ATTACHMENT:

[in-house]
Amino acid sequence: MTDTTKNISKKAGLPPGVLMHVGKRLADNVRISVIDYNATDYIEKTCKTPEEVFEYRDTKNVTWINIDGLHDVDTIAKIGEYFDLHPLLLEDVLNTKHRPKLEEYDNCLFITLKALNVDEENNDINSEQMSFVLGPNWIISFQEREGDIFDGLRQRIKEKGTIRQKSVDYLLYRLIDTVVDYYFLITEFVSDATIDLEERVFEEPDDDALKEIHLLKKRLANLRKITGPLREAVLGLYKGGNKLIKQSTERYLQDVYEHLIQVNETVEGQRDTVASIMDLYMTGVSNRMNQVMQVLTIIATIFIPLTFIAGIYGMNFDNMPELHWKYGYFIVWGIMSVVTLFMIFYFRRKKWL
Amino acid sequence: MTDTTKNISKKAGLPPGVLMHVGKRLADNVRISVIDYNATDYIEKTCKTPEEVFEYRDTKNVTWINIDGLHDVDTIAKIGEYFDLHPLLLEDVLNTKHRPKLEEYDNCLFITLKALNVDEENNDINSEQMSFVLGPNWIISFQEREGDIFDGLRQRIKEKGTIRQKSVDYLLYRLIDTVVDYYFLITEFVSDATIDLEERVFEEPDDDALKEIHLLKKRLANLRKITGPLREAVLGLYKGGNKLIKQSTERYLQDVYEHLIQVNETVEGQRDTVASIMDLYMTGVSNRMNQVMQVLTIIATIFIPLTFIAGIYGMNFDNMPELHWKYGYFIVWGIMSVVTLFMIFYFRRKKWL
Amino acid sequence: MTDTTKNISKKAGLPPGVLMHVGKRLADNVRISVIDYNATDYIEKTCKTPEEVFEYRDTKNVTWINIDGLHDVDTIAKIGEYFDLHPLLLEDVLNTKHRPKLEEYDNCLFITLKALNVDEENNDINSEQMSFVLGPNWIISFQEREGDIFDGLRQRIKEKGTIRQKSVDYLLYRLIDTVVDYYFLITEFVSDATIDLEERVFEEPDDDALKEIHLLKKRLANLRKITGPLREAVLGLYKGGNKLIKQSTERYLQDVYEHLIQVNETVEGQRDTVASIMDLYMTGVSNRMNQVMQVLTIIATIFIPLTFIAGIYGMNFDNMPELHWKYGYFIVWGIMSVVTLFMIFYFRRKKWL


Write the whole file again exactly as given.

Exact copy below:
[in-house]
Amino acid sequence: MTDTTKNISKKAGLPPGVLMHVGKRLADNVRISVIDYNATDYIEKTCKTPEEVFEYRDTKNVTWINIDGLHDVDTIAKIGEYFDLHPLLLEDVLNTKHRPKLEEYDNCLFITLKALNVDEENNDINSEQMSFVLGPNWIISFQEREGDIFDGLRQRIKEKGTIRQKSVDYLLYRLIDTVVDYYFLITEFVSDATIDLEERVFEEPDDDALKEIHLLKKRLANLRKITGPLREAVLGLYKGGNKLIKQSTERYLQDVYEHLIQVNETVEGQRDTVASIMDLYMTGVSNRMNQVMQVLTIIATIFIPLTFIAGIYGMNFDNMPELHWKYGYFIVWGIMSVVTLFMIFYFRRKKWL
Amino acid sequence: MTDTTKNISKKAGLPPGVLMHVGKRLADNVRISVIDYNATDYIEKTCKTPEEVFEYRDTKNVTWINIDGLHDVDTIAKIGEYFDLHPLLLEDVLNTKHRPKLEEYDNCLFITLKALNVDEENNDINSEQMSFVLGPNWIISFQEREGDIFDGLRQRIKEKGTIRQKSVDYLLYRLIDTVVDYYFLITEFVSDATIDLEERVFEEPDDDALKEIHLLKKRLANLRKITGPLREAVLGLYKGGNKLIKQSTERYLQDVYEHLIQVNETVEGQRDTVASIMDLYMTGVSNRMNQVMQVLTIIATIFIPLTFIAGIYGMNFDNMPELHWKYGYFIVWGIMSVVTLFMIFYFRRKKWL
Amino acid sequence: MTDTTKNISKKAGLPPGVLMHVGKRLADNVRISVIDYNATDYIEKTCKTPEEVFEYRDTKNVTWINIDGLHDVDTIAKIGEYFDLHPLLLEDVLNTKHRPKLEEYDNCLFITLKALNVDEENNDINSEQMSFVLGPNWIISFQEREGDIFDGLRQRIKEKGTIRQKSVDYLLYRLIDTVVDYYFLITEFVSDATIDLEERVFEEPDDDALKEIHLLKKRLANLRKITGPLREAVLGLYKGGNKLIKQSTERYLQDVYEHLIQVNETVEGQRDTVASIMDLYMTGVSNRMNQVMQVLTIIATIFIPLTFIAGIYGMNFDNMPELHWKYGYFIVWGIMSVVTLFMIFYFRRKKWL